“Sometimes at night, the pain would keep me up. I’d struggle to get comfortable on my pillow.
“It came from constantly being on my phone, messaging on WhatsApp, and being sat at a desk on a laptop – but I never put two and two together at the time.
“At work, I’d be all day on the laptop, then all evening on my phone. WhatsApp was a huge one for me, chatting to friends. It was first thing in the morning and last thing at night.
“I went to the GP and they thought it might be muscle-related and suggested upping my magnesium. They said if I wanted they could run further tests.
“A friend had suggested trying some exercise, so instead I signed up to do a couple of pilates classes.
“I told the trainer ‘I have neck pain, I can’t shift it, it’s at any part of the day’. She did my whole upper body and told me she’d met a lot of people [with tech neck] as well.
“Now, I don’t suffer at all anymore. Alongside the pilates, I’ve taken measures to limit my screen time, but I’m still eight hours a day in front of my laptop at work.”
“When it started, I’d never heard of tech neck, but I hear about it a lot more now.
“Younger people are being affected by it too. It’s a bit worrying.”
How to prevent text neck
Online personal trainer Amy Elisabeth takes Sun Online through four exercises to help prevent text neck…
Chest Stretch (pictured)
Open your shoulders by placing your hand on the wall and turning your body away from the wall until you can feel a stretch. Hold for 20 seconds. Repeat on the other side.
Sit up straight then gently pull your head and chin back like you are trying to show off a double chin. Then gradually elongate your neck without clenching your jaw so you feel a stretch along the back of your neck. Hold for 10 seconds and repeat a few times.
This stretch can be done at your desk. Sit up tall then reach down and clutch the bottom of your chair while relaxing your shoulders and hold for 15 seconds. For an added neck stretch, you can slowly move your head down towards your shoulder and then swap sides.
Cat and Dog
Starting on your hands and knees, gently arch your back and look up towards the ceiling, then ‘dish’ your back and look to your tummy. Repeat a few times.
“Being separated from my phone is like the end of the world”
Rosie Brooks, 40, is a self-employed illustrator from London.
Rosie says: “I genuinely think I’m addicted to my phone.
“When I’m trying to work, I’m constantly checking it.
“My work is offline – it’s pen and ink and watercolour. There’s no need for technology at all. But I’m so twitchy now that if I don’t have my phone to hand I get worried.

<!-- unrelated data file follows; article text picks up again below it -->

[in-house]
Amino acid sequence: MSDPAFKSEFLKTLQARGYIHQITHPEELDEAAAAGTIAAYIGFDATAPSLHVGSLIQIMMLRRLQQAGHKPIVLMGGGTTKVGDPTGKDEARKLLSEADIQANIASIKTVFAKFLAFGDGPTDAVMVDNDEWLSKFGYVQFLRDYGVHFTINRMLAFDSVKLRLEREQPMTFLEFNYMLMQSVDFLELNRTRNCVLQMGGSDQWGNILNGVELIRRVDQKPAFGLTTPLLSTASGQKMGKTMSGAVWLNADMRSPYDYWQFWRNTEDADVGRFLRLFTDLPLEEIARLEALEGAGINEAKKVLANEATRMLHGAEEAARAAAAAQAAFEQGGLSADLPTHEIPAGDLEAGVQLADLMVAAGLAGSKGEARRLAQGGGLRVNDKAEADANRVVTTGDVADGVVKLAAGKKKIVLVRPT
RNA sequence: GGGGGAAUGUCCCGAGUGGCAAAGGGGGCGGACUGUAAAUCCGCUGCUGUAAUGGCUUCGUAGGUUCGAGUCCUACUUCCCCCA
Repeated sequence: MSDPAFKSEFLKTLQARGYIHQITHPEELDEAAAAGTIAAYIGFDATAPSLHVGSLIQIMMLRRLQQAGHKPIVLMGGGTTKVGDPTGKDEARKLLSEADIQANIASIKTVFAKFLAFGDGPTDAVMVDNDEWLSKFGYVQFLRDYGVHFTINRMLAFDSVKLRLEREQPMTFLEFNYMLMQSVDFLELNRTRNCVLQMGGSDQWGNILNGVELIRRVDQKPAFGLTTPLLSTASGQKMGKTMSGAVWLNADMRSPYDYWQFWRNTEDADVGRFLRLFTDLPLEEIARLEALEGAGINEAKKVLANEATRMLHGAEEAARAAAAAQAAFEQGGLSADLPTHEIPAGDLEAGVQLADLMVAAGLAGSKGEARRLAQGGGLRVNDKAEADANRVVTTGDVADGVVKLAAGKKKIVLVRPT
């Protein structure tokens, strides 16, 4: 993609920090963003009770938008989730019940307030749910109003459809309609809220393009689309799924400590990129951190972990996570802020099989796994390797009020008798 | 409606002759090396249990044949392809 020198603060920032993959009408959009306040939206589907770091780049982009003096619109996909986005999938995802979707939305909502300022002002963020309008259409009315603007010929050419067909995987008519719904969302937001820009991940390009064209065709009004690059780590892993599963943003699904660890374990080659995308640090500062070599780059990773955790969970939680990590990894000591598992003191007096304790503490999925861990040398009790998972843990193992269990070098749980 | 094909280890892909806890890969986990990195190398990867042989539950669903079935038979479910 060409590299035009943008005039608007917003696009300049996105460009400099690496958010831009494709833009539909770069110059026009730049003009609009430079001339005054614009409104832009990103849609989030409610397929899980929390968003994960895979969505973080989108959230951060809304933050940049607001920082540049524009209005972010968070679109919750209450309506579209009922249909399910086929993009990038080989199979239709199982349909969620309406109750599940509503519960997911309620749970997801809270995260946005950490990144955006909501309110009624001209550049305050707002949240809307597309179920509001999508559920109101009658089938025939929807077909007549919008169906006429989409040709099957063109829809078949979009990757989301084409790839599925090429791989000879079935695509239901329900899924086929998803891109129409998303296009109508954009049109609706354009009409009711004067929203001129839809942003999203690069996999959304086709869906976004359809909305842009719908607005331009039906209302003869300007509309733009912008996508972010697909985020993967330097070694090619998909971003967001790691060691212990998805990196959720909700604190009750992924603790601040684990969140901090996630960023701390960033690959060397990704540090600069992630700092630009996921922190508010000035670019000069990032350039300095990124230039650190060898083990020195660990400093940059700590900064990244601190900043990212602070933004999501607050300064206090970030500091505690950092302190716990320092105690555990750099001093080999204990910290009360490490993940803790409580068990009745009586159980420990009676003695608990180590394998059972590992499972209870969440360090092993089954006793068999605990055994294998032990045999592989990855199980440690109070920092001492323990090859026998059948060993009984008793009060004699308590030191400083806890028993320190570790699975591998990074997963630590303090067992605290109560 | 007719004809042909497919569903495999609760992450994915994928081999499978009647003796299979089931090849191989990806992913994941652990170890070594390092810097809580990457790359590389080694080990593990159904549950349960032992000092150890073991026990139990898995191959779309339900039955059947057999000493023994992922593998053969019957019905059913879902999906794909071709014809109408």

“I mainly check Instagram under the guise it’s technically work-related but it’s not. I don’t have an addictive personality, I don’t smoke, so I wouldn’t have thought something like this would affect me.
“I lost my phone the other day and the stress levels were ridiculous.
“It really wasn’t that big a deal but it felt like the world had ended.
“My phone is the first thing I look at in the morning. I’m probably on it at least a quarter of the time. The average person spends just over three hours a day on their phone – I spent six.
“When I’m with people, I tend to put it away.
“I’m trying to regulate myself – I’ve taken apps off my phone to try to wean myself off it.
“I also might switch across to an old phone and use that as my main phone.”
Other 21st Century illnesses
Other modern maladies include…
Gaming addiction – prioritising video games like Fortnite over daily activities, relationships, education or work and your social life. It was officially recognised as a mental disorder by the World Health Organisation (WHO) earlier this year.
Hangovers – the outcome of a heavy night of drinking, often involving headaches, nausea and tiredness. Also something many Brits are familiar with. Last month, a German court ruled that hangovers are, in fact, an illness.
Eye strokes – severe vision loss caused by an eye clot. Doctors have warned that staring at your smartphone at night could trigger one of these “strokes” – after a man in China momentarily lost his sight after playing games on his phone in the dark.
Burnout – a state of emotional, mental and physical exhaustion that stems from “chronic workplace stress that has not been successfully managed”. It has become such a serious issue in the modern age that the WHO has also recently classified it as a genuine condition.
If you, or anyone you know, needs help dealing with mental health problems the Samaritans can be contacted on 116 123, or visit Mind’s website.